Why can Unifor's battle against GM really be a struggle for its own survival?


TORONTO – Jerry Dias is sick and tired.

At Labor, press conferences, anywhere people can hear, the director of Unifor has been expressing for more than two months a deep frustration about how General Motors broke one more promise with its plan to close its assembly plant of Oshawa.

"There is no one on the face of this earth who is more than General Motors," Dias said in a recent interview.

"That's why we're so furious, that's why we're doing this campaign and that's why we're beating them every day."

Last weekend, the announcement of the Super Bowl against GM, an outburst at a parts supplier on Friday, and the union's request for a partial boycott of GM vehicles are just the latest efforts to pressure the company financially, and try to keep the plant's closure celebrated in the eyes of the government and the public.

GM, however, has shown no sign of hesitation in its decision, saying that the shutdown is part of an effort to become more efficient, and has already committed to generous recycling and retirement programs.

With the two opponents entrenched, the dispute is likely to be a protracted case, as Unifor seeks to protect unionized jobs – and its reputation – amid a rapidly evolving automotive industry.

"It's really understandable why Unifor is all-in on this," said Steven Tufts, an associate professor at York University who studies work.

"For Unifor as a union, to make them more relevant, even to members outside the automotive sector, they have to show they can fight."

The union, however, is struggling against a shrinking company. In 2007, General Motors was the world's largest automaker, an industry titan built on a century of development. But high profile stumbles, including his bankruptcy, bailout, and efforts to repair the ship have left the company's production at about half its peak.

Cutbacks in production have had a direct effect on Canadian workers, who have been shut down or laid off at various operations in Ontario over the last decade. Dias maintains that several rounds of cuts came not long after GM's assurances that they were not coming. GM declined an interview request for this story.

The fight has an additional level of tension for Unifor, as unionized workers have been shrinking for the past two decades, with Detroit's three retreating even as Toyota and non-unionized Honda added volume in Ontario.

"For Unifor this is significant, because if the industry is shifting from syndicated to non-syndicated, this is a big deal," said Charlotte Yates, a labor industry expert at the University of Guelph.

The campaign also raises questions about priorities and focus on the union itself. Automotive workers account for only about 13 percent of the membership after the mega-merger between the Canadian Auto Workers and the Canadian Communications, Energy and Paper Union in 2013 to create the 315,000 strong Unifor.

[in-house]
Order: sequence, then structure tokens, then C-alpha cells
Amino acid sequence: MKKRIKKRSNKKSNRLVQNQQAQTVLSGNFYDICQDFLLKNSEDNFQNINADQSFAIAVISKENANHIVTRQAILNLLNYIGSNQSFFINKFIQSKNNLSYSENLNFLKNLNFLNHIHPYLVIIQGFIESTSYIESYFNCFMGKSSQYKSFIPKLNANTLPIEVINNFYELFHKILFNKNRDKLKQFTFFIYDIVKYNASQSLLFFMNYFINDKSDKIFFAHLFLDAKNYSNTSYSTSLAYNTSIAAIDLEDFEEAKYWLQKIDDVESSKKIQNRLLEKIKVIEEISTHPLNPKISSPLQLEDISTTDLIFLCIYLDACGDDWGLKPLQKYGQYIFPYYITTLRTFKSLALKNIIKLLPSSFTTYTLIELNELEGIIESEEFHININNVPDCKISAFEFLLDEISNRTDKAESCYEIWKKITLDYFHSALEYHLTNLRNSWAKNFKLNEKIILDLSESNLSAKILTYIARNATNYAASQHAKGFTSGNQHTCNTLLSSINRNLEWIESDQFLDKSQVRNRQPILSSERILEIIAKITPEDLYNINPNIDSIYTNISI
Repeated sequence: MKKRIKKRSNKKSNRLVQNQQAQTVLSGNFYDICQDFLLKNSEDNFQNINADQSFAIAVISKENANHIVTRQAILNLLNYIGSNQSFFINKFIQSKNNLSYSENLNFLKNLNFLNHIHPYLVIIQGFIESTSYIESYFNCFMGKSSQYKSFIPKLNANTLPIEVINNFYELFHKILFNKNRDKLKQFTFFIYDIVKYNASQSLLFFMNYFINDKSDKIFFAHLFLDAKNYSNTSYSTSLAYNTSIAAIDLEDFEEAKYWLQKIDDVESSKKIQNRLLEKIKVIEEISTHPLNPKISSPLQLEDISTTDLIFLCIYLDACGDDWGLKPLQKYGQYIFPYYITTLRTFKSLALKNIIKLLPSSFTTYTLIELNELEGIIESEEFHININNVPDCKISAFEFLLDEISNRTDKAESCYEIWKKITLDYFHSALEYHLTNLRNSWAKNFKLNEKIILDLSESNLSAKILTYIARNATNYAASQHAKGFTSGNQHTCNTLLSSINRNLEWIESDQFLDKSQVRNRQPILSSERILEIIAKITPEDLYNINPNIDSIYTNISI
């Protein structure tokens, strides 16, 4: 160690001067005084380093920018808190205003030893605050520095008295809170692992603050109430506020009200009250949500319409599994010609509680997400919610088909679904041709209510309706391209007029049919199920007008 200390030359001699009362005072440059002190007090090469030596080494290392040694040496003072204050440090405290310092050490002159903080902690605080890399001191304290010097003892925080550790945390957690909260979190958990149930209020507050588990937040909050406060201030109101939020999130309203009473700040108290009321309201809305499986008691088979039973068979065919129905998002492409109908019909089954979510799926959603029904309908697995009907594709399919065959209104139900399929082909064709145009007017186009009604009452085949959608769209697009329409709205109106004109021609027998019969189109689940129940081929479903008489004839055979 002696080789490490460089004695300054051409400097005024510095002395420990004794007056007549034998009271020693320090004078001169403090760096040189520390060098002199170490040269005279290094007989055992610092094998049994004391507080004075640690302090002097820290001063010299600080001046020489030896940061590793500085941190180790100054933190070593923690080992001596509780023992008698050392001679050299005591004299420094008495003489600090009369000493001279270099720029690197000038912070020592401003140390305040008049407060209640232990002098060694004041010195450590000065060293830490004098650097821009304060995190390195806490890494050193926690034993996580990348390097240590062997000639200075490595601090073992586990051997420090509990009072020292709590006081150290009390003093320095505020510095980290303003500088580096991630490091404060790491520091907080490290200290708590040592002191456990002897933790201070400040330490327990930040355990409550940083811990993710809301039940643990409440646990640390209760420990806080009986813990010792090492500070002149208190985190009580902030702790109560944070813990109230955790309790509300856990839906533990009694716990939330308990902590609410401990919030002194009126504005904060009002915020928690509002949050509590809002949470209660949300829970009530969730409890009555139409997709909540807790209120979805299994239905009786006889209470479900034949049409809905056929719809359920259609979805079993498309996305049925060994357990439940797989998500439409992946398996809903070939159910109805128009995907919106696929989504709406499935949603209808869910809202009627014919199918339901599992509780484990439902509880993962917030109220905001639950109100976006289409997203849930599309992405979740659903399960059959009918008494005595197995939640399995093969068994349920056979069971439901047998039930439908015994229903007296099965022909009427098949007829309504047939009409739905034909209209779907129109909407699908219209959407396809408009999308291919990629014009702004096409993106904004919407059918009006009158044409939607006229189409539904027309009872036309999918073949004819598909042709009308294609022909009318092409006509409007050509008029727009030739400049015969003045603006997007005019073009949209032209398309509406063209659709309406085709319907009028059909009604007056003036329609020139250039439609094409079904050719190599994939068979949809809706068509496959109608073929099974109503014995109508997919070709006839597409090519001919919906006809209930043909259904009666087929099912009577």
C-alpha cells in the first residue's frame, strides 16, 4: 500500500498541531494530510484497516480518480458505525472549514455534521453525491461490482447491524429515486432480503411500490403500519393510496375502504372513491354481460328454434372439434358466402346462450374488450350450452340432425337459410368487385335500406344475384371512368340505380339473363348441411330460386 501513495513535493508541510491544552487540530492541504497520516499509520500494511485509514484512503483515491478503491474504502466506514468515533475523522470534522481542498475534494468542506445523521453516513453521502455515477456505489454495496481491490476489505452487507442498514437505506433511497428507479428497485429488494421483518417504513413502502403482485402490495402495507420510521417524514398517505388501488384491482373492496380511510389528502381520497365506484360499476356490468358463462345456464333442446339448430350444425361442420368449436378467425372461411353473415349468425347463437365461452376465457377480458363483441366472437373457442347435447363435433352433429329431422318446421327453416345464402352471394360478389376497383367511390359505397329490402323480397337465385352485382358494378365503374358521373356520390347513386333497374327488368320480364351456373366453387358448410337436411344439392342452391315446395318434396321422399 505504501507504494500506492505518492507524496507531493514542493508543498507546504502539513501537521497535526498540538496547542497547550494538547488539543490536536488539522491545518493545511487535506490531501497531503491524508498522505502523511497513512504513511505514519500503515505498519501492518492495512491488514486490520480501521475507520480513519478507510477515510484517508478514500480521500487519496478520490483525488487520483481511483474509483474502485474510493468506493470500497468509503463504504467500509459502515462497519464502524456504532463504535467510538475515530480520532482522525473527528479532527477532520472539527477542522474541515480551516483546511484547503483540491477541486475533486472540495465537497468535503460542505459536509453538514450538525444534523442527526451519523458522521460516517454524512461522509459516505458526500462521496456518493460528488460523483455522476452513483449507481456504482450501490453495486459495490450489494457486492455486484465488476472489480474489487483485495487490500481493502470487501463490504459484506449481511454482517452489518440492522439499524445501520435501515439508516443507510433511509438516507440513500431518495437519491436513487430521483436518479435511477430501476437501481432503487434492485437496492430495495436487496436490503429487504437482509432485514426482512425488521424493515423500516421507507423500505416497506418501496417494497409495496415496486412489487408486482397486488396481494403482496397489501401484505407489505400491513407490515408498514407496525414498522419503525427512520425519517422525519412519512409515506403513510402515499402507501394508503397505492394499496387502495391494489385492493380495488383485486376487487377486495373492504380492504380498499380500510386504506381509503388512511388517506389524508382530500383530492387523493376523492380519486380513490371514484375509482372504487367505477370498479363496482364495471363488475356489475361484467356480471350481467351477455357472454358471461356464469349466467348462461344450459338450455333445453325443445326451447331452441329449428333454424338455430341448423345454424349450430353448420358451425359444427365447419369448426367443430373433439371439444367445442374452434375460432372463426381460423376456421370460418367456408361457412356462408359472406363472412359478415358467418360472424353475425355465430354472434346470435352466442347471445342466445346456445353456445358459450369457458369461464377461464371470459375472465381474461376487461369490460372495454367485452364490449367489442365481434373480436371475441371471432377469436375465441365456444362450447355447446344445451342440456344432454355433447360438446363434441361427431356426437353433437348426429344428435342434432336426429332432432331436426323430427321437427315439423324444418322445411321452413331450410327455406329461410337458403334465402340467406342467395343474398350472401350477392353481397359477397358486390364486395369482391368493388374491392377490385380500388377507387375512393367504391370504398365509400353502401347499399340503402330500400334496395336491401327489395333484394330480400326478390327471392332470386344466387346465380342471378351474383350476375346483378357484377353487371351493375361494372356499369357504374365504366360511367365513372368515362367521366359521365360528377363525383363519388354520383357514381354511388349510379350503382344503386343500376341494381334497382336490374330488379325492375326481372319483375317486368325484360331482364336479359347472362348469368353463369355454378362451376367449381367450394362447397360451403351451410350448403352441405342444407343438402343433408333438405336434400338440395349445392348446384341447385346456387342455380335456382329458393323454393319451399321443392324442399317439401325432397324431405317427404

"It's really about them fighting for the definition of what union is based on, and where it's going in the future," said Tufts.

Days, however, said members understood the need to fight GM and would expect nothing less.

"The only chance you have is to roll up your sleeves and get there, and that's what we are as an organization.

While the union has withdrawn all stops in this fight, it says that governments are not doing the same. Dias persuaded Premier Doug Ford of Ontario and Minister of Economic Development Navdeep Bains to raise the issue with GM but, in addition to brief meetings in January, the company has been silent on the issue.

"When governments say nothing, it's almost as if it's a passive acceptance of the company's right to make the decision," Dias said.

"They need to know that if you actually leave and betray Canadians, there will be a price to pay."

According to Yates, governments in Canada have levers to influence the industry, just as US President Donald Trump has tried to do.

"This is not a posture of Unifor, what they are telling the government is that this industry is vital, and you have to fight for it," Yates said.

She said the government's response has been to express some disappointment and then move on, but they need to understand that automatic jobs are not like other jobs.

As Dias has struggled to emphasize, each of the 2,600 union jobs being lost in Oshawa supports between seven and ten secondary jobs.

The closure is also part of a long-term decline in Canada's automotive sector, which saw production numbers fall from almost three million vehicles in 1999 and 17 percent of US automotive production to less than two million vehicles and 12%. last year.

The closure of GM's Oshawa plant will not kill the industry, and it does not foresee the end of GM in Canada, but it's another step toward it, Yates said.

"When you lose an assembly plant, it looks like you're pulling the wire that could unravel the whole sweater."

Meanwhile, Dias promised a fight to the end.

"The struggle we are fighting is a fight that is going to continue and we will not slow down. This is not about the labor movement retreating or somehow the labor movement accepting the decisions of raw capitalism as inevitable," he said. Days.

"From the point of view of leadership, we are all in and always were, because losing is not an option."


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